The Budapest Festival Orchestra took Europe’s most prestigious concert halls by storm, from Berlin to Luxembourg and the Philharmonie de Paris. Seven venues, more than 9000 people in the audience and nearly 10,000 kilometers covered, spanning snow-capped mountaintops and sun-drenched Mediterranean towns. Not even strikes at airports in three countries could deter the orchestra: they were on time for each rehearsal and performance, and the set-up and break-down of the stage was carried out – as conductor Iván Fischer put it – at speeds that would put Formula-1 tire changes to shame. The success was universal: international press highlighted the orchestra’s “ecstatic performance,” the “phenomenal coordination of the instrument sections” and the “visionary abilities” of the BFO’s Music Director.
Berlin, Alicante, Madrid, Luxembourg, Munich, Lugano and Paris– the Budapest Festival Orchestra, led by conductor Iván Fischer, gave concerts in seven fabulous European concert halls in the second half of March as part of a grand tour.
“It is rare to see a conductor who is able, with just their art and without any motivational trainer nonsense, to generate such enthusiasm that the musicians play as though their lives depended on it,” wrote the critic of the Munich Abendzeitung. The Isarphilharmonie in Munich is brand new, having been completed two years ago, making this the BFO’s debut performance at the venue. It was also exciting to play once again at the Philharmonie Berlin, where the orchestra last performed over twenty years ago, as well as in Madrid, where audiences in the Spanish capital had not had the chance to enjoy the BFO’s music live since 2004. (This concert also saw a Labrador enjoy the performance from the front row.)
A critic for the Spanish Scherzo had nothing but praise for the orchestra and its leader. “The BFO is an elite member of the world’s symphony orchestras, thanks to its visionary, restless, enterprising and intelligent founder, Iván Fischer.” The piece highlighted the “rounded sound of, and excellent performance by, the orchestra," the “security” of the brasswinds and the “brilliant” woodwinds. According to the report, the performance of Richard Strauss’s Don Juan was so passionate that the conductor could not even hold on to his baton at one point. “The orchestra received a tremendous and well-deserved ovation, which they reciprocated with an unexpected treat,” the author noted, referring to the encore performance.
The Festival Orchestra sets no boundaries for itself: its repertoire spans pieces from the Baroque to music from the most modern periods, and members of the ensemble often show off their skills as folk musicians, too. The concerts of the tour concluded with folk music blocks by violinist István Kádár, violist András Szabó (a horn player in the orchestra) and double bassist Zsolt Fejérvári. They took this a step further in Paris, where a jazz improvisation based on Strauss’s piece Till Eulenspiegel brought yet more color to the encore, led by violinist Balázs Bujtor. The light-hearted performance concluded with some Transylvanian folk music.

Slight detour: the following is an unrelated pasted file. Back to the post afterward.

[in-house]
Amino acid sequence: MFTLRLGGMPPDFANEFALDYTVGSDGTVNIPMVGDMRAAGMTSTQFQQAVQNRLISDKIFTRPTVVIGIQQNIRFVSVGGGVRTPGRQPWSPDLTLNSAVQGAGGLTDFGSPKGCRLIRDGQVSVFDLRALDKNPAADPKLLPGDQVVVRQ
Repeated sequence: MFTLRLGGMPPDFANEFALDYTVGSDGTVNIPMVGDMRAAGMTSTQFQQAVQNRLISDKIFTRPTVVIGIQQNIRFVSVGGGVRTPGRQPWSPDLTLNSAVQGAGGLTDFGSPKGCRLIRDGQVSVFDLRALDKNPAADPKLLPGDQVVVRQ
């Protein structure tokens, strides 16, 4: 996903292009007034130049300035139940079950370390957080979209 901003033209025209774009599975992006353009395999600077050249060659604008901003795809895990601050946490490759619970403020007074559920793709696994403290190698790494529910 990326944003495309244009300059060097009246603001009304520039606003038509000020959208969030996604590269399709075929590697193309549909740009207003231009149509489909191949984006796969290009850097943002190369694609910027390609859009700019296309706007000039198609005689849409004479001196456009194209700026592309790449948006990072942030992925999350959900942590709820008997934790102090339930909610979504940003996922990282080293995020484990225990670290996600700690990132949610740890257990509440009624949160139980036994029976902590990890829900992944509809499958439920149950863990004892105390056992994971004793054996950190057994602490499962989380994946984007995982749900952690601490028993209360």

The critique in Luxembourg praised the “sensitivity of the ensemble’s music and the perfect balance of tones” in Richard Strauss’s works. “The orchestra’s performance was full and precise: quite simply, everything was in its place. The audience’s ovation was guaranteed,” the author concluded.
Two soloists performed Schumann’s piano concerto in A minor during the tour: As in Hungary, audiences in Berlin, Luxembourg, Munich, Lugano and London heard the piece in the legendary Rudolf Buchbinder’s performance, while audiences in Alicante and Madrid were treated to a performance by Francesco Piemontesi, who is exactly the same age as the BFO, which is celebrating its 40th birthday next season.
When are the Festival Orchestra’s next performances in Budapest?
Following the March 28 Ligeti 100 concert the Festival Orchestra’s next performances in Budapest will take place on April 15 and 16 at the Liszt Academy, where the program will include some brilliant Baroque pieces, led by one of the most exciting and most creative figures of early music, Midori Seiler.
On April 22, 23 and 24 the orchestra will perform a truly romantic program, featuring grandiose and evergreen hits by two masters of German music literature: Mendelssohn’s violin concerto in E minor and Bruckner’s symphony no. 4. Conducting the concert at the Budapest Congress Center will be the Israeli Daniel Oren, with a violin solo by Guy Braunstein, gifted with unbridled musical imagination and talent.